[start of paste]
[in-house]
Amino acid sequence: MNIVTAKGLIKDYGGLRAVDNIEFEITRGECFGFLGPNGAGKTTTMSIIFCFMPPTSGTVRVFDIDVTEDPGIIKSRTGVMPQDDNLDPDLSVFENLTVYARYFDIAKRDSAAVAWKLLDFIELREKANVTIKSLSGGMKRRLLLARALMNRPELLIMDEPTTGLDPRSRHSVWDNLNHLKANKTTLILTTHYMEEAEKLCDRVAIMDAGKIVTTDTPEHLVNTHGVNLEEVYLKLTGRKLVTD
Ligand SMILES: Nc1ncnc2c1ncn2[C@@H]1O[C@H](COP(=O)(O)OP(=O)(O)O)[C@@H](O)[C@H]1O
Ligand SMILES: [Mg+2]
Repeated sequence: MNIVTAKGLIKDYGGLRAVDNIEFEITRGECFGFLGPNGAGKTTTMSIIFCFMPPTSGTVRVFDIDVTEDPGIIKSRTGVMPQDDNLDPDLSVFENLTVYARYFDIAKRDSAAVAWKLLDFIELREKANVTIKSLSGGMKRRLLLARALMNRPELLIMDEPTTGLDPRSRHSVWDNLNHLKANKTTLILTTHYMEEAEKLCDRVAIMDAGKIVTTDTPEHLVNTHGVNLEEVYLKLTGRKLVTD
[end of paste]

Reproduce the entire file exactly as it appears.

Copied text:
[in-house]
Amino acid sequence: MNIVTAKGLIKDYGGLRAVDNIEFEITRGECFGFLGPNGAGKTTTMSIIFCFMPPTSGTVRVFDIDVTEDPGIIKSRTGVMPQDDNLDPDLSVFENLTVYARYFDIAKRDSAAVAWKLLDFIELREKANVTIKSLSGGMKRRLLLARALMNRPELLIMDEPTTGLDPRSRHSVWDNLNHLKANKTTLILTTHYMEEAEKLCDRVAIMDAGKIVTTDTPEHLVNTHGVNLEEVYLKLTGRKLVTD
Ligand SMILES: Nc1ncnc2c1ncn2[C@@H]1O[C@H](COP(=O)(O)OP(=O)(O)O)[C@@H](O)[C@H]1O
Ligand SMILES: [Mg+2]
Repeated sequence: MNIVTAKGLIKDYGGLRAVDNIEFEITRGECFGFLGPNGAGKTTTMSIIFCFMPPTSGTVRVFDIDVTEDPGIIKSRTGVMPQDDNLDPDLSVFENLTVYARYFDIAKRDSAAVAWKLLDFIELREKANVTIKSLSGGMKRRLLLARALMNRPELLIMDEPTTGLDPRSRHSVWDNLNHLKANKTTLILTTHYMEEAEKLCDRVAIMDAGKIVTTDTPEHLVNTHGVNLEEVYLKLTGRKLVTD